2. Reference Architecture and Terminology . . . . . . . . . . . . 3 2. Reference Architecture and Terminology . . . . . . . . . . . . 3
3. IPv6 Considerations . . . . . . . . . . . . . . . . . . . . . 5 3. IPv6 Considerations . . . . . . . . . . . . . . . . . . . . . 5
3.1. IPv4 Address Exhaustion . . . . . . . . . . . . . . . . . 5 3.1. IPv4 Address Exhaustion . . . . . . . . . . . . . . . . . 5
3.2. NAT Placement in the mobile networks . . . . . . . . . . . 7 3.2. NAT Placement in the mobile networks . . . . . . . . . . . 7
3.3. IPv6-only Deployment Considerations . . . . . . . . . . . 10 3.3. IPv6-only Deployment Considerations . . . . . . . . . . . 10
3.4. Fixed - Mobile Convergence . . . . . . . . . . . . . . . . 12 3.4. Fixed - Mobile Convergence . . . . . . . . . . . . . . . . 13
4. Summary and Conclusion . . . . . . . . . . . . . . . . . . . . 14 4. Summary and Conclusion . . . . . . . . . . . . . . . . . . . . 15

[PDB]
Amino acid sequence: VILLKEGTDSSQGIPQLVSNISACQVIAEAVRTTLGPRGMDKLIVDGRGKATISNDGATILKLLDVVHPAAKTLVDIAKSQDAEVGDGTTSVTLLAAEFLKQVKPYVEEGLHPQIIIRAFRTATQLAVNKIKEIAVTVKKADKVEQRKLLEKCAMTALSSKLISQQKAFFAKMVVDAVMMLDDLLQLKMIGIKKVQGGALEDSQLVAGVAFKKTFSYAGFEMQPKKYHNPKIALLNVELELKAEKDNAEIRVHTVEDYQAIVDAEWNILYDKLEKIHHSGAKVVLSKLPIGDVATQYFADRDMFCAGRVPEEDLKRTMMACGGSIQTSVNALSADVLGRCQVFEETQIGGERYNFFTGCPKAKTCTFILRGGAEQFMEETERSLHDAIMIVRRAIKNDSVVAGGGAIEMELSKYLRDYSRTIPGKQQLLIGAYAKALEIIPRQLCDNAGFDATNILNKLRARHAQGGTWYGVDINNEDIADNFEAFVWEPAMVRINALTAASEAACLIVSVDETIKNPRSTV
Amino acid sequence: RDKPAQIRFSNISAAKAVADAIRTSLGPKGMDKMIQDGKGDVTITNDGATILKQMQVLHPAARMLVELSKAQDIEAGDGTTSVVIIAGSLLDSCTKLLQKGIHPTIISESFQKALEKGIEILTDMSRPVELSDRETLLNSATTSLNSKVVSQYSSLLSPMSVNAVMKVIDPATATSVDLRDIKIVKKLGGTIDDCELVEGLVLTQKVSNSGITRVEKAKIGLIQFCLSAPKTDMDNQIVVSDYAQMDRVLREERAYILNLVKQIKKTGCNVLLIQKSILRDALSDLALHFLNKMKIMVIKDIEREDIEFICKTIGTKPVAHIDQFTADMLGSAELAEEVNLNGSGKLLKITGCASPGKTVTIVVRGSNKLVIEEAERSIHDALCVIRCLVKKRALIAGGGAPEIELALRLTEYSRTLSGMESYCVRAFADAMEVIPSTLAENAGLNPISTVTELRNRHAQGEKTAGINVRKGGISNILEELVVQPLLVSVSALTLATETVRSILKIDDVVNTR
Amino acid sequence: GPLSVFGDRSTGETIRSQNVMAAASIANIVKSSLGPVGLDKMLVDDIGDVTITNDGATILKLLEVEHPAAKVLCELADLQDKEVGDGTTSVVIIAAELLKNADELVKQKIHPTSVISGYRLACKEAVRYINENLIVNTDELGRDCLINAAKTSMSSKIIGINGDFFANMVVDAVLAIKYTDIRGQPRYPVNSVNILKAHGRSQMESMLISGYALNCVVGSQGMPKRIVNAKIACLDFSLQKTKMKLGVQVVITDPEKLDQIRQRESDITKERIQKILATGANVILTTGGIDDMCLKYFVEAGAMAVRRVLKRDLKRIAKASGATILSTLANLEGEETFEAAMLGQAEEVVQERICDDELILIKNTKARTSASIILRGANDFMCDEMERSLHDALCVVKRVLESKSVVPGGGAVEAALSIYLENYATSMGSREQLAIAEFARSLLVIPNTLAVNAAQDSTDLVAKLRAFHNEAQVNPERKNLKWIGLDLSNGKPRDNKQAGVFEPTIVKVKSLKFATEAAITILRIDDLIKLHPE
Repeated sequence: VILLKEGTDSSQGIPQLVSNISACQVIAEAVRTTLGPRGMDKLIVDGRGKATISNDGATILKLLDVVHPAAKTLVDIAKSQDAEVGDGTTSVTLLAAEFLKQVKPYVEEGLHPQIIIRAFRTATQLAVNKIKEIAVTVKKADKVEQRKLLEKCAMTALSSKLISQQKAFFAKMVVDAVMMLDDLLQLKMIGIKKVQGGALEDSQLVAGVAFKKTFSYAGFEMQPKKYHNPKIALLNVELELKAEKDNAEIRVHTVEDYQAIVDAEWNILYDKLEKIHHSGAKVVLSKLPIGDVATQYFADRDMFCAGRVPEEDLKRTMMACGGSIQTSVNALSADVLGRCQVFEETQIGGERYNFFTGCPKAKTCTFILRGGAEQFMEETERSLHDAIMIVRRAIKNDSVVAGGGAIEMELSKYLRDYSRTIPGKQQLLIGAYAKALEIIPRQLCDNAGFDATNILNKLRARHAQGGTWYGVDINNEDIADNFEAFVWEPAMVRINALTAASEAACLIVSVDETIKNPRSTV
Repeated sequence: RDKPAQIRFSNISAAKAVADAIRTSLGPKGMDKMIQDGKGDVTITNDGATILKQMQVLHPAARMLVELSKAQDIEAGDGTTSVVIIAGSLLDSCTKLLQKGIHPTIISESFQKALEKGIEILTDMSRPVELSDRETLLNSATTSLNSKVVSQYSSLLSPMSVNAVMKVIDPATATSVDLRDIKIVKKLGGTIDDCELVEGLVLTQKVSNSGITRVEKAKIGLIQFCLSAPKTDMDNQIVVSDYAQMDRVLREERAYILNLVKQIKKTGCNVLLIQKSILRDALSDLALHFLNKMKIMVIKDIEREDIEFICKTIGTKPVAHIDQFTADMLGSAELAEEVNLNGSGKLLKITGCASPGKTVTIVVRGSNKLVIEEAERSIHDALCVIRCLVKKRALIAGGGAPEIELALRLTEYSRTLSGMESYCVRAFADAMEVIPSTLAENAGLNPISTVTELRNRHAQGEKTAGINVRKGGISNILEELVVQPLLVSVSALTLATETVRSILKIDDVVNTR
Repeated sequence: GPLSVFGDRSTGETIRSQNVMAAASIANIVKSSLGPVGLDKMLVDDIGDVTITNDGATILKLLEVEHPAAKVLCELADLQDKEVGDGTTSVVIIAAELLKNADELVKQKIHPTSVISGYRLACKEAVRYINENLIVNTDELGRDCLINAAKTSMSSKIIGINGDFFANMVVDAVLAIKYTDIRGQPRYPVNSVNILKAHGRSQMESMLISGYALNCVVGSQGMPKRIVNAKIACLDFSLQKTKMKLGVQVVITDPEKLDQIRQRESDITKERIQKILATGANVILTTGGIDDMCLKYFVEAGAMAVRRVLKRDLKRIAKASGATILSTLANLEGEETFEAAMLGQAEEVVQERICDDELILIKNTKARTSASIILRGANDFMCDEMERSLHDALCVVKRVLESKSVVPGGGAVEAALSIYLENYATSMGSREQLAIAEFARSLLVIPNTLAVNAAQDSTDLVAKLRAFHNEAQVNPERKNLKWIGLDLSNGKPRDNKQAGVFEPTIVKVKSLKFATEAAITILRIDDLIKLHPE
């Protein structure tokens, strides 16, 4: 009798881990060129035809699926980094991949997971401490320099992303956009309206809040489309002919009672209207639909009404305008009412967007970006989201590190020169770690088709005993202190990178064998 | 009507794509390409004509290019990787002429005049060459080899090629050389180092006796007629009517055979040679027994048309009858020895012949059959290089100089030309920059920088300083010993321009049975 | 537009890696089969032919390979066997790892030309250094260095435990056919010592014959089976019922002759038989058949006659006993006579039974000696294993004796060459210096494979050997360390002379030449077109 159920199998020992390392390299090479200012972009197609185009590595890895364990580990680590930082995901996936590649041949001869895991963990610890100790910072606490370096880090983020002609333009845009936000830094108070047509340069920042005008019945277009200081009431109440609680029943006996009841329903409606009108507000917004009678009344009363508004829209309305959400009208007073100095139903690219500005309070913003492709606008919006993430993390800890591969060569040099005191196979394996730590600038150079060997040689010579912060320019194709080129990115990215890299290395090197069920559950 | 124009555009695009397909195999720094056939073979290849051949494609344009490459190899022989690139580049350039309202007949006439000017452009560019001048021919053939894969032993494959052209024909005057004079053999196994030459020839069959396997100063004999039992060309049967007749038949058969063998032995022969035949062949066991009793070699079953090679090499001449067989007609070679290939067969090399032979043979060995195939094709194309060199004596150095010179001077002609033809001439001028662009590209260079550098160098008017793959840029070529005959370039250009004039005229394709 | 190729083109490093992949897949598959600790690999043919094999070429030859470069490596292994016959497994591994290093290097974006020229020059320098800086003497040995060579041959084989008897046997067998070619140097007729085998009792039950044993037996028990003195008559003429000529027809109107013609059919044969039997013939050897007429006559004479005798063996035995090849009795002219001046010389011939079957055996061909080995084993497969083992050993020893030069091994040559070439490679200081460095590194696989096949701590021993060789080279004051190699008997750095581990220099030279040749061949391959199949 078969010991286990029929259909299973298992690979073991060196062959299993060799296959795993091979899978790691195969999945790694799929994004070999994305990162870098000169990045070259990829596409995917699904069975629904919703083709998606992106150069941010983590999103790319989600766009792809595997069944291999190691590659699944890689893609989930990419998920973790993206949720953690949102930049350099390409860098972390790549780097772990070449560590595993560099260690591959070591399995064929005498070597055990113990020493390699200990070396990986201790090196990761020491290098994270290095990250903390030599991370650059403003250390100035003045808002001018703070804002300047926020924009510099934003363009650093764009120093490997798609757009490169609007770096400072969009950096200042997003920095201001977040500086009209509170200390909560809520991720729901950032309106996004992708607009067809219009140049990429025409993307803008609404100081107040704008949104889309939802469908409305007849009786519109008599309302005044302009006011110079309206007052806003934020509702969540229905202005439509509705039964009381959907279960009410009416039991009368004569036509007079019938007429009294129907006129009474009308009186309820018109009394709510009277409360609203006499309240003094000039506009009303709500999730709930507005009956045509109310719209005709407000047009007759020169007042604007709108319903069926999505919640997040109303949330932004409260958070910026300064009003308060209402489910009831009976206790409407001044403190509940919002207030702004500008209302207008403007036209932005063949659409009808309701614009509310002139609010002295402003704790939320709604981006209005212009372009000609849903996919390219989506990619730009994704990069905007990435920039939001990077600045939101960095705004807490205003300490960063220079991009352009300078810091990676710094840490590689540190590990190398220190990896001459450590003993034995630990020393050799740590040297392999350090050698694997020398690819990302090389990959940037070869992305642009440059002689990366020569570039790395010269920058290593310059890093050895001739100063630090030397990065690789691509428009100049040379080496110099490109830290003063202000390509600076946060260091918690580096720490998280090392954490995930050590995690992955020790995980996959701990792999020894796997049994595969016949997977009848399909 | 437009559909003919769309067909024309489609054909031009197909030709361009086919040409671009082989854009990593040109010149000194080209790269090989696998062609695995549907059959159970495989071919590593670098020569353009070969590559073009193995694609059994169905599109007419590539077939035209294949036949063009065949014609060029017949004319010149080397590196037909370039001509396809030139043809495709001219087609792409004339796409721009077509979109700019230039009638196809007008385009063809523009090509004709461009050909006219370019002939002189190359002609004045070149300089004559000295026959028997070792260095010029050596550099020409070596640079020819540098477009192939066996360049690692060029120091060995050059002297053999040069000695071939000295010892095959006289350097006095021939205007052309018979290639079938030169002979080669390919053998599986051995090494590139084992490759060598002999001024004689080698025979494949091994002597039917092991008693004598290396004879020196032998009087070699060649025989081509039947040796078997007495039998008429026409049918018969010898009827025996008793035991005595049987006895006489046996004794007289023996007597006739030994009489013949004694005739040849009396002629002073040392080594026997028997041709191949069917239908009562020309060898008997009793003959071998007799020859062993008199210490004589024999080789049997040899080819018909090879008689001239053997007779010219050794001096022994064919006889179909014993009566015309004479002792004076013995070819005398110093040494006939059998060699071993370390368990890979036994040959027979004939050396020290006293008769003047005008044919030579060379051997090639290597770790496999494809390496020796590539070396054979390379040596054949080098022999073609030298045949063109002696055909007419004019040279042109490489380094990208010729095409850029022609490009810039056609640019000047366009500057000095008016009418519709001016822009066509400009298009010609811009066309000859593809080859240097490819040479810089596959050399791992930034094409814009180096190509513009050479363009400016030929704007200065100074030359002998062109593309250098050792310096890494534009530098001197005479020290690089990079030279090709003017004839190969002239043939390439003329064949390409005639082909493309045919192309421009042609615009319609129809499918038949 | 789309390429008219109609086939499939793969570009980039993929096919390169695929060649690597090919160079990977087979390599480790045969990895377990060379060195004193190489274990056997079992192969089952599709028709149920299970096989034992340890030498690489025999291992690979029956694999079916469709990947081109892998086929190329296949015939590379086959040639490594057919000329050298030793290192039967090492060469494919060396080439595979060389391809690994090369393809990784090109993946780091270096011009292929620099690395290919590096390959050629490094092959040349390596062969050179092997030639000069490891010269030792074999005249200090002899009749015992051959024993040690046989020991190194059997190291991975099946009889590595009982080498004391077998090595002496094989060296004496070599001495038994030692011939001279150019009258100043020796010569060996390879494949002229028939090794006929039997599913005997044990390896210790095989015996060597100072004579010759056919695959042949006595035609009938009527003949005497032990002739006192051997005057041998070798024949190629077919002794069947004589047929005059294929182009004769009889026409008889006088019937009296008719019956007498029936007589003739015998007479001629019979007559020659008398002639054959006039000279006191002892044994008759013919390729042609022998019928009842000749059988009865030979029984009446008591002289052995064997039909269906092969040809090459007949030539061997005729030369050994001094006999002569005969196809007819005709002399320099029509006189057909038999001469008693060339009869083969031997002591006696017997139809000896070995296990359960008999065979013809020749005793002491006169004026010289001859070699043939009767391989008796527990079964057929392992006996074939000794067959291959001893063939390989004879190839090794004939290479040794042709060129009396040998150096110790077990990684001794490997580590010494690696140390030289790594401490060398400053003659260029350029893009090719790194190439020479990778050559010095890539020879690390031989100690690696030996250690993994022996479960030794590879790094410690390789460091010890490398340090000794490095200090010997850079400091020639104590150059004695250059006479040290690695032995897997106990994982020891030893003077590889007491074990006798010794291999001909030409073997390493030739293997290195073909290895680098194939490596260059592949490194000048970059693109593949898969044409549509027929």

5. Security Considerations . . . . . . . . . . . . . . . . . . . 15 5. Security Considerations . . . . . . . . . . . . . . . . . . . 16
6. IANA Considerations . . . . . . . . . . . . . . . . . . . . . 15 6. IANA Considerations . . . . . . . . . . . . . . . . . . . . . 16
7. Acknowledgement . . . . . . . . . . . . . . . . . . . . . . . 15 7. Acknowledgement . . . . . . . . . . . . . . . . . . . . . . . 16
8. Informative References . . . . . . . . . . . . . . . . . . . . 16 8. Informative References . . . . . . . . . . . . . . . . . . . . 16
Appendix A. Change Log . . . . . . . . . . . . . . . . . . . . . 17 Appendix A. Change Log . . . . . . . . . . . . . . . . . . . . . 17